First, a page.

Monday’s Muse: Rodin & Camille Claudel
Camille Claudel was born on the 8th of December, 1864. Her father, Louis-Prosper Claudel, was a mid-tier civil servant, and her mother, Louise Athanaïse Cécile Cerveaux, came from a respected Catholic family from the Champagne region. During Camille’s early years the family moved frequently – her father was constantly being reassigned to new posts throughout the North East of France. The itinerancy took its toll on the family, and frequent arguments found Camille siding with her father against her younger sister and mother (her younger brother Paul was happy to spectate). Camille was indisputably her father’s favorite, and he did his best through the family’s many moves to ensure that his children received a decent education. But tutors were never enough, and after a while, Louis-Prosper conceded his children must be sent to Paris.
Louis-Prosper moved his children and their mother to Montparnasse in Paris in 1881, and recognizing early artistic talent in Claudel, he introduced her to the eminent Alfred Boucher. Boucher had been the gardener for Joseph Marius Ramus, and after showing his own talents as a sculptor, Ramus had opened his studio to him. By the time he met Camille, Boucher was an instructor and eager to offer advice and support to the next generation of artists. He introduced her to Paul Dubois of the Ecole des Beaux-Arts, but the Ecole was closed to women, and Claudel enrolled at the Academie Colarossi instead. Even at this early stage, Boucher recognized similarities between the work of Claudel and that of Auguste Rodin. Whilst at the Academie, Claudel worked out of a studio with several other young women, and Boucher would visit on a weekly basis to offer critiques.
Camille Claudel’s early bust of her younger brother, Paul. Image Source: Le village Certi’Ferme.
Claudel showed her skill long before she met Rodin, and the bust of her young brother Paul, styled as a Roman emperor, is a testament to her skills and abilities. In 1883, Boucher won a trip to Rome, and anxious not to renege on his duties, he asked Rodin to take over his weekly critiques in his absence. It was there that Rodin and Claudel first met.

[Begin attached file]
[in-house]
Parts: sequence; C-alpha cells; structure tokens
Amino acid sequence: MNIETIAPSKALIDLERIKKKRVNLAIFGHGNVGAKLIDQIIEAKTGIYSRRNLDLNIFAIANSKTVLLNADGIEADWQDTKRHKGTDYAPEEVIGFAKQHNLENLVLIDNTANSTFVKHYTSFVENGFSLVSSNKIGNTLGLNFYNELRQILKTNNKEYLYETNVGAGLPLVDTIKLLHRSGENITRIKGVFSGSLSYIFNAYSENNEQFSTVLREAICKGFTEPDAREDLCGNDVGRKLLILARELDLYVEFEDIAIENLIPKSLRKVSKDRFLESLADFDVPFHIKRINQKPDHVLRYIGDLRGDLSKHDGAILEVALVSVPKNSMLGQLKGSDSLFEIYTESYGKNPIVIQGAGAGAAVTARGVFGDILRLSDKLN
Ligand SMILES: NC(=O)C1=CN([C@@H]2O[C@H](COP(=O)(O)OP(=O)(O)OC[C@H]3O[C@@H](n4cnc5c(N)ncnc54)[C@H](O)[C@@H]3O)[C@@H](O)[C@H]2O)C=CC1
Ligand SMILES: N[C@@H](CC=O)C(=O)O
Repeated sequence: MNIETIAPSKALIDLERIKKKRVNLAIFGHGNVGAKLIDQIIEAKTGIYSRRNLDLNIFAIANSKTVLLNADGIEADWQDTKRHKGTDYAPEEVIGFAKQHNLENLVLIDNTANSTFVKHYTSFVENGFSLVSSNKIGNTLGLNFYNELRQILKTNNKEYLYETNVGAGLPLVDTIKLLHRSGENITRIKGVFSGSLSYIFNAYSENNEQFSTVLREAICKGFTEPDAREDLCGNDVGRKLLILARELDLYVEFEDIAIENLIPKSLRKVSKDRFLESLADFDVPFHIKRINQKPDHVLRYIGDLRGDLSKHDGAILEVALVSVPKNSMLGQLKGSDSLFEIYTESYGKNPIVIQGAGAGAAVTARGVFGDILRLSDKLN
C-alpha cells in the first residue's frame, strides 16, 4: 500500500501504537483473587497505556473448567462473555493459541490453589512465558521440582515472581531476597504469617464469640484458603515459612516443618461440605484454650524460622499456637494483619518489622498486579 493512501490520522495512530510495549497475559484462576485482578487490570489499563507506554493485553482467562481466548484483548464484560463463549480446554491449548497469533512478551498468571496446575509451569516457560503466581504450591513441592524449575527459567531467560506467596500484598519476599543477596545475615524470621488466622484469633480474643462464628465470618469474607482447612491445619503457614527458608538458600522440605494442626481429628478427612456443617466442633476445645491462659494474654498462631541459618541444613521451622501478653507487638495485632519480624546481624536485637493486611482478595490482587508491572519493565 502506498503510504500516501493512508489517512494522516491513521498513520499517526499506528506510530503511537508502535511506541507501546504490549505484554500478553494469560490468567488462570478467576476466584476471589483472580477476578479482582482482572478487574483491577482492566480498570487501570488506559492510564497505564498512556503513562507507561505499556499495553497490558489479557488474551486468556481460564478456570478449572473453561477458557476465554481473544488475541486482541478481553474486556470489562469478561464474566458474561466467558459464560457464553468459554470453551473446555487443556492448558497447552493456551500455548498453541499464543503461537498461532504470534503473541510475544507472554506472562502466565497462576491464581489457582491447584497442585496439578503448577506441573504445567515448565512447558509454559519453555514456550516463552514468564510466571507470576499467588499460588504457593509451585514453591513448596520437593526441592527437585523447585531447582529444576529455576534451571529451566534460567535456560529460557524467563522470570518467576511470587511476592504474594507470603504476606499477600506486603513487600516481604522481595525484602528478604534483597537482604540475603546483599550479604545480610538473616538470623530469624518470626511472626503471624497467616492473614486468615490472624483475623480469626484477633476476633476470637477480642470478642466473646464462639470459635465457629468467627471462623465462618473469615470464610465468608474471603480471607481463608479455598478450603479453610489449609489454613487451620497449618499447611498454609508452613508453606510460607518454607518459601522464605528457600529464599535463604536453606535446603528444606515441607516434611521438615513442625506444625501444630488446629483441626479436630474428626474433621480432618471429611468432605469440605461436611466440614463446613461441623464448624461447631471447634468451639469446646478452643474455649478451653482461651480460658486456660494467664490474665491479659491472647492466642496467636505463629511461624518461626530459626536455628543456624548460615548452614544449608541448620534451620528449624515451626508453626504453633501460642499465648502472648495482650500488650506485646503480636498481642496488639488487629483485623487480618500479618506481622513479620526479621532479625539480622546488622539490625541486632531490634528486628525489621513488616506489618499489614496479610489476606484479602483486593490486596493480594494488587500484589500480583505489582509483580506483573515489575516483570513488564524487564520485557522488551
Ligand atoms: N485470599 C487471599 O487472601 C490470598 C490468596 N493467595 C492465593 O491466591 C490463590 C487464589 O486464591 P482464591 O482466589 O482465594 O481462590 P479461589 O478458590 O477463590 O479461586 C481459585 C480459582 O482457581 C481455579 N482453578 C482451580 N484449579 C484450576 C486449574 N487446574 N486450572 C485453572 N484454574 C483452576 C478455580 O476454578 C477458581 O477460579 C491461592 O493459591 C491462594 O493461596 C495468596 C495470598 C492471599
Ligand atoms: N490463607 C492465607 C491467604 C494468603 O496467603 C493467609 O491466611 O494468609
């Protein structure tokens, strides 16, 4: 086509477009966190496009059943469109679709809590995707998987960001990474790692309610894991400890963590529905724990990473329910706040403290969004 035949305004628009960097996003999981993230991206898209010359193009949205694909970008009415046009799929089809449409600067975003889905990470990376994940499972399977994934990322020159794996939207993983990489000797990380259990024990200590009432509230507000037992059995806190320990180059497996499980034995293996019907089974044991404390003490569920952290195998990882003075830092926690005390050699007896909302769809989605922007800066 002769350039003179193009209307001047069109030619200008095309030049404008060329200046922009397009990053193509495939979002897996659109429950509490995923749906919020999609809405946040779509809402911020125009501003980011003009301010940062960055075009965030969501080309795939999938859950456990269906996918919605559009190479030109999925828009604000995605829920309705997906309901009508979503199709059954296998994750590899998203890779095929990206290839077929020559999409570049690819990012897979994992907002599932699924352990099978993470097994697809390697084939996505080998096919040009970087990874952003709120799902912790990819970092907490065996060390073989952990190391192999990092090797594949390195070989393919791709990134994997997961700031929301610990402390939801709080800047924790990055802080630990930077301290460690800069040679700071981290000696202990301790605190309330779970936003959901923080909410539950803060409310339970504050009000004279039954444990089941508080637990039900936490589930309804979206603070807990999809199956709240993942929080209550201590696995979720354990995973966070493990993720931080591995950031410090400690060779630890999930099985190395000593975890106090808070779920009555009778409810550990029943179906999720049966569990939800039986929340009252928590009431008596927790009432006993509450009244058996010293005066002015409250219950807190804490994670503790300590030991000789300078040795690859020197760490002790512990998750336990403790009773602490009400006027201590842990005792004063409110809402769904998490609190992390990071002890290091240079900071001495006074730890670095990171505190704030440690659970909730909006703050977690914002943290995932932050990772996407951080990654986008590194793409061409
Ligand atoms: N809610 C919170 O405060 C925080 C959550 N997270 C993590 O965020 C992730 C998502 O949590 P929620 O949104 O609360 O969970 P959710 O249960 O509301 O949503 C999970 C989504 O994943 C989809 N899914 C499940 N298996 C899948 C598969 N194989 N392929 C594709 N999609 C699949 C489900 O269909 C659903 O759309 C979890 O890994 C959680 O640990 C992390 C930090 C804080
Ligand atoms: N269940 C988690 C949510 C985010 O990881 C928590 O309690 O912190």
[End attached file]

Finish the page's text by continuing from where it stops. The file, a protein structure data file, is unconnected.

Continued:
Rodin recognized Claudel’s talent immediately, and was also impressed by her ability, despite their difference in age of 24 years, to engage with him on both a technical and conceptual level. The critic Morhardt described as Rodin’s “sagacious and perspicacious” collaborator, and soon after their first encounter, Claudel moved her studio into Rodin’s.
Over the following decade she worked on all of Rodin’s most celebrated pieces form The Burghers of Calais to The Gates of Hell, and even served as the model for The Kiss.
Rodin’s Burghers of Calais, 1889. Image Source: Nineteenth Century Art.
Rodin’s Gates of Hell, 1917. Image Source: Musée Rodin.
Rodin’s The Kiss, 1882. Image Source: Musée Rodin.
Claudel is credited with working on all of the hands in The Burghers of Calais and certain figures in The Gates of Hell. During this period, Claudel and Rodin became lovers, though their relationship was tempestuous. Rodin did much to help Claudel hone her technical skills as sculptor, and introduced her to a wide variety of new materials beyond those, which she had trained with at the Academie. But, at times, Claudel almost resented Rodin for his help, as though her own work continued to be well received and widely praised, many critics chose to attribute all of her excellence to her great teacher, Rodin. To make matters worse, Rodin refused to break off his relationship with Rose Beuret regardless of Claudel’s pleading. By this time, Claudel’s mother was also voicing her own dissent as she had never approved of Claudel’s career choice, and her staunchly conservative opinions certainly did not condone Claudel’s relationship with Rodin.
The end began in 1892, when Claudel had an abortion, and immediately broke off intimate relations with Rodin. One of the most telling works of this period is Claudel’s Ripe Age, 1894, which her brother Paul recognized as representative of the breakdown of her relationship with Rodin.
Claudel’s Ripe Age, 1902. Image Source: All The Old Dudes.
The sculpture depicts the Mature Man being drawn away from the kneeling embodiment of Youth by the figure of Old Age. The figures represent Rodin, his mistress Beuret, and Claudel respectively. The sculpture is exceptional in its balance: it demonstrates the skill of Claudel in her ability to not only capture movement, but also emotion. The figures are frozen mid-stride, as though taken from a candid photograph by Cartier-Bresson, and their features express an added layer of emotional depth beyond their bodies. The kneeling figure of Youth’s anguished expression is coldly contrasted by the comparative indifference of the Mature Man walking away, and ignoring her outstretched arms. Four years later, their relationship fell apart completely when Rodin married Rose Beuret.
Claudel was heartbroken, and suffered a complete mental breakdown. She began destroying her sculptures, and was diagnosed with schizophrenia. She accused Rodin of stealing her ideas, and was eventually admitted to an asylum in 1913. She lived out the remaining thirty years of her life in a variety of institutions. Her brother was the only one who visited her, though after the outbreak of World War II it became increasingly difficult for him to reach her. She died in Montfavet and was buried in a communal grave.
Featured Image: Portrait of Camille Claudel. Image Source: Wikipedia.